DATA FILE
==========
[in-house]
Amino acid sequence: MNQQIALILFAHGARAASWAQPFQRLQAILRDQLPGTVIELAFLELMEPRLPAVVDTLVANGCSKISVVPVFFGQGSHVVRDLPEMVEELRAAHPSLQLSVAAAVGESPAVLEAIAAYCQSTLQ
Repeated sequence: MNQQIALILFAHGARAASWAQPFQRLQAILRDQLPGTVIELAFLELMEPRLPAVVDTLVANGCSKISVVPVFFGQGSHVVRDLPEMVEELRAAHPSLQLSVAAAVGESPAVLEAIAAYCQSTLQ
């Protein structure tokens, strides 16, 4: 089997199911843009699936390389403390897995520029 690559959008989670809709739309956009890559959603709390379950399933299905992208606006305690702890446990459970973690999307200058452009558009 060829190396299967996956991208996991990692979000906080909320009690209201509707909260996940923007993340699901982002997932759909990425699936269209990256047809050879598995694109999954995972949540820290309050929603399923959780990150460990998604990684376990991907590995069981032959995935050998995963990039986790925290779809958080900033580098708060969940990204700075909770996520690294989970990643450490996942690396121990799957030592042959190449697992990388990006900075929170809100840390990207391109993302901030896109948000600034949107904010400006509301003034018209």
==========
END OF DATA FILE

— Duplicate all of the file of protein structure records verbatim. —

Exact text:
[in-house]
Amino acid sequence: MNQQIALILFAHGARAASWAQPFQRLQAILRDQLPGTVIELAFLELMEPRLPAVVDTLVANGCSKISVVPVFFGQGSHVVRDLPEMVEELRAAHPSLQLSVAAAVGESPAVLEAIAAYCQSTLQ
Repeated sequence: MNQQIALILFAHGARAASWAQPFQRLQAILRDQLPGTVIELAFLELMEPRLPAVVDTLVANGCSKISVVPVFFGQGSHVVRDLPEMVEELRAAHPSLQLSVAAAVGESPAVLEAIAAYCQSTLQ
């Protein structure tokens, strides 16, 4: 089997199911843009699936390389403390897995520029 690559959008989670809709739309956009890559959603709390379950399933299905992208606006305690702890446990459970973690999307200058452009558009 060829190396299967996956991208996991990692979000906080909320009690209201509707909260996940923007993340699901982002997932759909990425699936269209990256047809050879598995694109999954995972949540820290309050929603399923959780990150460990998604990684376990991907590995069981032959995935050998995963990039986790925290779809958080900033580098708060969940990204700075909770996520690294989970990643450490996942690396121990799957030592042959190449697992990388990006900075929170809100840390990207391109993302901030896109948000600034949107904010400006509301003034018209």